• Physical Therapy: A canine physical therapist can develop individualized treatment plans tailored to the needs of the specific dog. This may include massage, passive joint movement, manual therapy, and other physical therapy techniques to help improve the kicking through.
  • Nutrition: A balanced diet that meets the needs of the dog is important to promote optimal muscle development and joint health. A high quality diet that is adapted for patency and contains all the necessary nutrients can help support a dog’s health and muscle development.
  • Weight Control: Excess weight can exacerbate kicks by putting additional pressure on the dog’s joints and ligamentous apparatus. Healthy weight control through a balanced diet and adequate exercise can help reduce stress on the forelimbs.

It should be noted that the treatment of the puncture should be individualized for each dog. Each dog is unique, and the best course of action may vary depending on the severity of the puncture, breed, age and other factors. Therefore, professional advice and guidance from a veterinarian or canine physical therapist is essential.


How can the Paw Pull assist with punctures?

The Paw Pull can be used in various areas and is an indispensable part of our dog fitness training.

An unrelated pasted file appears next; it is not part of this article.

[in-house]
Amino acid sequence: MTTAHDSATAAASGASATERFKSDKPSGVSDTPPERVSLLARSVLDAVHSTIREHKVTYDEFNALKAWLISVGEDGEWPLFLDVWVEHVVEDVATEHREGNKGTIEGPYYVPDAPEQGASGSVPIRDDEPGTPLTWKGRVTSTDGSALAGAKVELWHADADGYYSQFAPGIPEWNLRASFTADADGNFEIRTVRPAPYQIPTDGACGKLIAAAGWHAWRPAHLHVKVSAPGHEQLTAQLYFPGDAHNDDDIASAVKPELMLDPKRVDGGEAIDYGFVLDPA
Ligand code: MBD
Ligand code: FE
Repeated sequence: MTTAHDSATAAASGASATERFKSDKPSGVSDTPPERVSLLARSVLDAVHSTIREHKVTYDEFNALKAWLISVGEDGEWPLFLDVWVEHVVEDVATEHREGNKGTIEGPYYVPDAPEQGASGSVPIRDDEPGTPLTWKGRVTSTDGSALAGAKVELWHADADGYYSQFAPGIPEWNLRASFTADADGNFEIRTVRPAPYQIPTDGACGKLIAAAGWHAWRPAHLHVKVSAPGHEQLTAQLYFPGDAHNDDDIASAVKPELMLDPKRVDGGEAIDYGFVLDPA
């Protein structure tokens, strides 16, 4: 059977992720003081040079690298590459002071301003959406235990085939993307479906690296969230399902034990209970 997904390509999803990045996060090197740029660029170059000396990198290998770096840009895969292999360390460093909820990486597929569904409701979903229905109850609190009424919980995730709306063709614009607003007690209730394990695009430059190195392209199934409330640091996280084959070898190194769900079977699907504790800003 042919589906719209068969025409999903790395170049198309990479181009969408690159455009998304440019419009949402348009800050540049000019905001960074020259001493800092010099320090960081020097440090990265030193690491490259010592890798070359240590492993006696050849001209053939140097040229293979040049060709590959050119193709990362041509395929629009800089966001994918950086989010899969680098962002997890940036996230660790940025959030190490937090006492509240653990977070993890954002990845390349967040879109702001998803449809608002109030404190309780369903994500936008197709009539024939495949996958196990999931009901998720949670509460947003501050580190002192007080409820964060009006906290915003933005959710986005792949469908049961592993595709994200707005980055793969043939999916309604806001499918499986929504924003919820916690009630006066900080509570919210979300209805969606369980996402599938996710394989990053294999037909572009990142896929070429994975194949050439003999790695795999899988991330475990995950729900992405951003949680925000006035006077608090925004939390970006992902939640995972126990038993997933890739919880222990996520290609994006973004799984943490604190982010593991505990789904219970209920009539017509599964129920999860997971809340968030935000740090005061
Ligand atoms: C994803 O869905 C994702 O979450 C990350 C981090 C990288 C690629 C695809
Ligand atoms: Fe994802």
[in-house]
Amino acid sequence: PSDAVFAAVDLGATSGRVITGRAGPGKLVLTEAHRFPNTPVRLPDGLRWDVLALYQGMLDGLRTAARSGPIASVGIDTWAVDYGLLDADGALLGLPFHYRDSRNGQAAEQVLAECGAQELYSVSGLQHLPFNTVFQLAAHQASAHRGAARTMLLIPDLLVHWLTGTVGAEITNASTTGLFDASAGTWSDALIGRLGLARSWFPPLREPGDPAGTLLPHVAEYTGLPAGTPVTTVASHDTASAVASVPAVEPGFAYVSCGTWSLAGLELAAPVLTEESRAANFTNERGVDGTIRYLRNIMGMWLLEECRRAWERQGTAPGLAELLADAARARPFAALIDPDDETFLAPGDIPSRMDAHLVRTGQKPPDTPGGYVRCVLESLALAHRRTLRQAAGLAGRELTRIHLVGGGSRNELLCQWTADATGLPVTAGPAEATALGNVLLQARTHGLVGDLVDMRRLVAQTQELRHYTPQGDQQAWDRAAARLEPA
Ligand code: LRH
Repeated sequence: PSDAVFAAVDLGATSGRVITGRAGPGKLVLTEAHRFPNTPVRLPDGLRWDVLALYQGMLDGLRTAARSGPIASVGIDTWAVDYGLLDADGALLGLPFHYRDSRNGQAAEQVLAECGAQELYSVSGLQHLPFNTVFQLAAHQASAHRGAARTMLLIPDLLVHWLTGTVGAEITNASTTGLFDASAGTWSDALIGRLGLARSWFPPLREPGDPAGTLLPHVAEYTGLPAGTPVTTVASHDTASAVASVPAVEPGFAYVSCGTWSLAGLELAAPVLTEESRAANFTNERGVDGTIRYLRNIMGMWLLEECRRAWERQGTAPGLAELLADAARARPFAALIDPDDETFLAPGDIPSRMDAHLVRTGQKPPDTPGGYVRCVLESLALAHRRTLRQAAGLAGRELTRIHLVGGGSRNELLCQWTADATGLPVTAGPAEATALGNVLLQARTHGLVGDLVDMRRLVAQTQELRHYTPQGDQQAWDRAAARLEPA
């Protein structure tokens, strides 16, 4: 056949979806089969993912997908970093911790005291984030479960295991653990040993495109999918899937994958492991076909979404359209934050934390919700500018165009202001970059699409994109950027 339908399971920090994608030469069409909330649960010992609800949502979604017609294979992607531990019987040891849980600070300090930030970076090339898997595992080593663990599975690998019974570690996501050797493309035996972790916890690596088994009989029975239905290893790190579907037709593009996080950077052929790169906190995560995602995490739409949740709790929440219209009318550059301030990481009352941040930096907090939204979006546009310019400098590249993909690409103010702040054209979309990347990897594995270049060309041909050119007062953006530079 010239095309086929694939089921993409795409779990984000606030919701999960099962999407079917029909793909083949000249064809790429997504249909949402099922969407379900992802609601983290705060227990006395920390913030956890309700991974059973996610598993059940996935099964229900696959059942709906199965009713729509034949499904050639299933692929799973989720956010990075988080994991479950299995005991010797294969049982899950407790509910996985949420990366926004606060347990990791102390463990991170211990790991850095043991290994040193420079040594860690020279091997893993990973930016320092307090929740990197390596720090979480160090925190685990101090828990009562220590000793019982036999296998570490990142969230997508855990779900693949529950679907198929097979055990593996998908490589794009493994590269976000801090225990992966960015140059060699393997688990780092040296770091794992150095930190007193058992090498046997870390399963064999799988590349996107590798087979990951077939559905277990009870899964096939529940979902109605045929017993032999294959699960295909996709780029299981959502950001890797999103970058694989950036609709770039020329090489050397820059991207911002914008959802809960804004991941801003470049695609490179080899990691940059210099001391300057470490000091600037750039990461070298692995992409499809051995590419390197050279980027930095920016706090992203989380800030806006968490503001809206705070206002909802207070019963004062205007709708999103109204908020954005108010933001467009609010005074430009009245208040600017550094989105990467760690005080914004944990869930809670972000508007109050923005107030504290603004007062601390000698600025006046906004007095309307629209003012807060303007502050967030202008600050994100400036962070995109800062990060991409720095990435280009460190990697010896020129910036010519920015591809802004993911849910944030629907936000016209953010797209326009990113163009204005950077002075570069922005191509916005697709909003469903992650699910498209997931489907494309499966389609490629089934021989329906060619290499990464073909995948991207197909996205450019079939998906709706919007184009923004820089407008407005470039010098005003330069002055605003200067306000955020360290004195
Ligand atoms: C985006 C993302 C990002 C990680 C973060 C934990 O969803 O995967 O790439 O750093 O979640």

We like to use the Paw Pull for sporting dogs in the warm-up area, especially when there is a lot of stress on the forelimbs in sports, but also for older dogs that shift a lot of weight to the front half of the body, as well as for dogs with a weak ligament system to prevent overstretching of the toe flexors.

The Brasil Hand Trainer can support this. It lies comfortably in the hand and is peppered with many soft pimples, which are not perceived as uncomfortable by most dogs. However, if you have a very paw-sensitive dog, you can wrap the device in a thin cloth at the beginning and slowly get your dog used to this unusual structure.

This great training tool fits in any training bag and can therefore also be used well on the training field or on the outdoor walk.



When to use the Brasil Hand Trainer for paw training?

The Brasil Hand Trainer is used in a variety of situations including:


  • Warm up for sport dogs (e.g. agility, flyball, frisbee)